solar policy

New Law Makes Sun Shine Bright For California PACE Solar Financing If And When It is Revived

in Off-grid Solar

Sacramento Solar News – A new law sponsored by state Rep. Jared Huffman, a San Francisco Bay Area Democrat, was signed by Gov. Arnold Schwarzenegger. Under PACE programs, cities, counties or other public agencies typically issue bonds to set up a funding pool to pay for the tax-assessed solar projects. PACE solar financing was halted this spring by Fannie Mae and Freddie Mac two giant wall street financial institutions that had to be propped up by US taxpayers.

The new legislation authorizes the state treasurer, the California Public Employees Retirement System, and the State Compensation Insurance Fund to invest in Property Assessed Clean Energy bonds for homeowners to finance solar panel installation.

State representative Jared Huffman and those that helped him are our American solar heroes for this week. This is one of many examples of government helping clear the way for new local jobs and a brighter economy for California. Now all we have to do is get the wall street banks out of our way. Read More –

New Ca law would boost PACE solar financing program now in limbo. Sunpluggers California Gov. Arnold Schwarzenegger has signed legislation that could help reduce the interest rates on tax-assessed financing for energy improvements such as solar photovoltaic systems.

The new law, AB 1873, allows three state investment pools to invest in bonds that support the programs often called Property Assessed Clean Energy, or PACE if and when this solar financing mechanism is revived.

Most such programs across the country have been put on hold because of opposition from the Federal Housing Finance Agency, the Comptroller of the Currency, and the mortgage entities Fannie Mae and Freddie Mac.

Under PACE programs, property owners who install solar PV systems, for example, can pay little or no upfront cost, and volunteer to pay a special property tax assessment for a period of time, often up to 20 years. If the solar owner moves, the solar array stays on the property and the tax payments are taken over by the new owner. This is a real easy safe way for solar financing.

The intent is that the energy savings realized from the solar installation would cover the cost of payments under the special tax assessment.

PACE programs were surging in popularity earlier this year when the government-sponsored mortgage enterprises Fannie Mae and Freddie Mac issued warning letters to lending authorities that effectively put a halt to them.

Fannie Mae and Freddie Mac, which together control much of the U.S. home lending market, objected to the senior lien status given PACE solar financing under many programs in the event of a foreclosure or payment default by a property owner. The agencies said they consider the financing mechanism to constitute loans, and the head of the Federal Housing Finance Agency has called the financing approach risky. Supporters have countered with statistics showing that users of PACE financing so far have had lower default rates on tax payments than other property owners.
Efforts to resolve the issues have not succeeded.

The California measure, sponsored by state Rep. Jared Huffman, a San Francisco Bay Area Democrat, authorizes the state treasurer, the California Public Employees Retirement System, and the State Compensation Insurance Fund to invest in Property Assessed Clean Energy bonds.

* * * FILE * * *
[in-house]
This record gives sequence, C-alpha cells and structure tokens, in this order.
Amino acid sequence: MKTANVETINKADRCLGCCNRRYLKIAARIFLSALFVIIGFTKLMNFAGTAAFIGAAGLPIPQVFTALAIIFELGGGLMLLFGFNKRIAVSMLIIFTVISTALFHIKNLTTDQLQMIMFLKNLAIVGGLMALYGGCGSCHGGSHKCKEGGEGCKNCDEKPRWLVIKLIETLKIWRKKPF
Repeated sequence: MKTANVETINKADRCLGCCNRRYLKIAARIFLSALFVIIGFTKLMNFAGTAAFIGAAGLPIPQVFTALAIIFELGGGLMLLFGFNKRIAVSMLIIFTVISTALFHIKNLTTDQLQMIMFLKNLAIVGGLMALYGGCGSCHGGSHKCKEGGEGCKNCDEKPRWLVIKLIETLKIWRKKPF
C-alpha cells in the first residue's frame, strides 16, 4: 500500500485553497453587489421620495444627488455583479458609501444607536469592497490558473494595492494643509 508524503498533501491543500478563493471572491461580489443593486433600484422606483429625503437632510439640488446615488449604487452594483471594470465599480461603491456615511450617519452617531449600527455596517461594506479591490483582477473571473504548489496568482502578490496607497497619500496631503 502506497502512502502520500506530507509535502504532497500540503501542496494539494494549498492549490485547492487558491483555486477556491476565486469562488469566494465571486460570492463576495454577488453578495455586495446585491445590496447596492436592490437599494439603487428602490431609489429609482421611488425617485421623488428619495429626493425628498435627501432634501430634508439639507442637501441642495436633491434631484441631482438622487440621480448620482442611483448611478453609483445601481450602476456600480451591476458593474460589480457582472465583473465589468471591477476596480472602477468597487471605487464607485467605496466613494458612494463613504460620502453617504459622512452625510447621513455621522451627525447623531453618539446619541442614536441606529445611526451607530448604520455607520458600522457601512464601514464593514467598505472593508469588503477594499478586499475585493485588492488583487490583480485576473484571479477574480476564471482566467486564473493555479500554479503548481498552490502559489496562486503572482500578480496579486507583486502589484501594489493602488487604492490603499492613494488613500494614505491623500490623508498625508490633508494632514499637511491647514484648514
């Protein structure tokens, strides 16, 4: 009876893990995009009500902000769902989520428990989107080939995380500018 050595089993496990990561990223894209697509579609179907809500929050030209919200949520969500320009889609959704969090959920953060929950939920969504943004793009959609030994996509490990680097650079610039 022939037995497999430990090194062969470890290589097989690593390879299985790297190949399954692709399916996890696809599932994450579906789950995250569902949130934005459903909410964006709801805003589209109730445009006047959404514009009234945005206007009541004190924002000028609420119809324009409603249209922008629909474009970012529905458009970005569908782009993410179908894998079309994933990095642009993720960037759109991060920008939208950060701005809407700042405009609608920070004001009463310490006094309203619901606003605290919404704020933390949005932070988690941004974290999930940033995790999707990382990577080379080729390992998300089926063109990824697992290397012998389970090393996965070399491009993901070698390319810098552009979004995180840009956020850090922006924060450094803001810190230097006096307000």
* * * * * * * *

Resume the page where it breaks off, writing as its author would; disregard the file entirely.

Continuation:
Under PACE programs, cities, counties or other public agencies typically issue bonds to set up a funding pool to pay for the tax-assessed projects. At the time PACE solar financing was thrown into limbo, nearly half the states had some form of the program in place.

Allowing three major California funds to invest in PACE bonds could potentially reduce the interest rates typically charged with PACE financing, making solar more affordable for property owners who lack the cash needed to buy a solar system outright and who would prefer to own rather than lease a solar installation.

In addition to potentially making solar electric systems more affordable, the bill was seen as a jobs measure and economic multiplier by some supporters. Its listed backers included the California Building Industry Association, the California Business Properties Association, the California Chamber of Commerce, the California State Council of Laborers, and the State Building and Construction Trades Council.

The Senate analysis said proponents asserted that making PACE solar financing programs “more attractive and encouraging local governments to use them will expand job growth at a time we most need it and also help the state meet its energy efficiency and renewable energy goals.”

An Assembly analysis said the bill’s cost to the state would be negligible. For technical reasons, the measure was linked to another bill involving the State Compensation Insurance Fund, one of the three major funds that would become eligible to invest in PACE solar bonds. Both bills were signed by the governor.

“According to the author’s office,” the Senate analysis said, “this bill intends to expand the AB 811 program [authorizing PACE solar financing] throughout the state by authorizing the State Treasurer, CalPERS and the SCIF to purchase local PACE bonds, thereby lowering the interest rates that local governments must charge homeowners, while simultaneously creating a new, secure income stream for the state of California.”

Solar Blog Footnote; PACE solar (photovoltaic) installation financing is good for California jobs and will help revive local economies. Photovoltaic panels make clean energy, require no upkeep and create local jobs. Solar installers everywhere should be telling everyone to support politicians who support PACE.